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One of the cool things about these kind of old books is that they have a rudimentary form of speech bubbles. They can be hard to see amidst all of the cursive text covering the page, but you can see marks that look similar to a modern Japanese quotation mark which mark off the speech bubbles: ﹁
They don’t connect to the character’s mouths or faces the way that modern speech bubbles do, so it can also sometimes be hard to know who is speaking—although you can usually tell from the context.
Today’s post covers the speech bubbles appearing in this two-page spread.
Denzō: “Don’t tell the other girls, but I bought a mermaid for seven and a half ryō. That’s probably even cheaper than a fresh bonito!”
Denzō: “We’ll hide the fact that you don’t have legs by using these leggings. As for your hair, instead of a shinobuwage¹ let’s try a yokohyōgo² to make you look taller. I ordered you a kimono from Kyūrin³ so no need to worry about that.”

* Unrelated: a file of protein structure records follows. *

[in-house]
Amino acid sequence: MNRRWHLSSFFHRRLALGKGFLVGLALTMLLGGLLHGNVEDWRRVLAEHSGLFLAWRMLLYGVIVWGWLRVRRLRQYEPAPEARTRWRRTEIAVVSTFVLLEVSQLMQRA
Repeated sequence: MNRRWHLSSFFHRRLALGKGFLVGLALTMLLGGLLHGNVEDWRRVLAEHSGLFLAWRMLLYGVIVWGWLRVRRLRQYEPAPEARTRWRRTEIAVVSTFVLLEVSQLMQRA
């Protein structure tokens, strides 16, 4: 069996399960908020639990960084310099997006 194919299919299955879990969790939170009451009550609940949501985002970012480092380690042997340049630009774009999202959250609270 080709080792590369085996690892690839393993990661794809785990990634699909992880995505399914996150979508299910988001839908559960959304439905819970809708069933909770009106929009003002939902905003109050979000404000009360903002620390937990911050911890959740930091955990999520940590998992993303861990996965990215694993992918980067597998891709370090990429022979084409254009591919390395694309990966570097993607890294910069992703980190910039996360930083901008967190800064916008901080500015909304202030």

Hairdresser: “The master always acts without thinking. I’m sure this plan of his will fail as well…”
- Shinobuwage was a popular ladies’ hairstyle in Edo during the late 1700’s. It had a large topknot and two draping side parts. It was especially popular among the women of the Yoshiwara red light district.
- Yokohyōgo was a very showy hairstyle that used lots of pins to make a broader shape than the shinobuwage. It was a symbol of high status.
- The author of this book, Santō Kyōden, was a frequent visitor to the Yoshiwara pleasure district, and his work shows that he knew the area well. Kyūrin was the business name of a famous embroider in Asakusa. He was a refined and tasteful man whose real name was Katabamiya Kyūbē. Kyūbē even acted as a matchmaker, introducing Kyōden to the Yoshiwara girl whom he married. This little namedrop might serve as a plug or as thanks to Kyūbē for his help.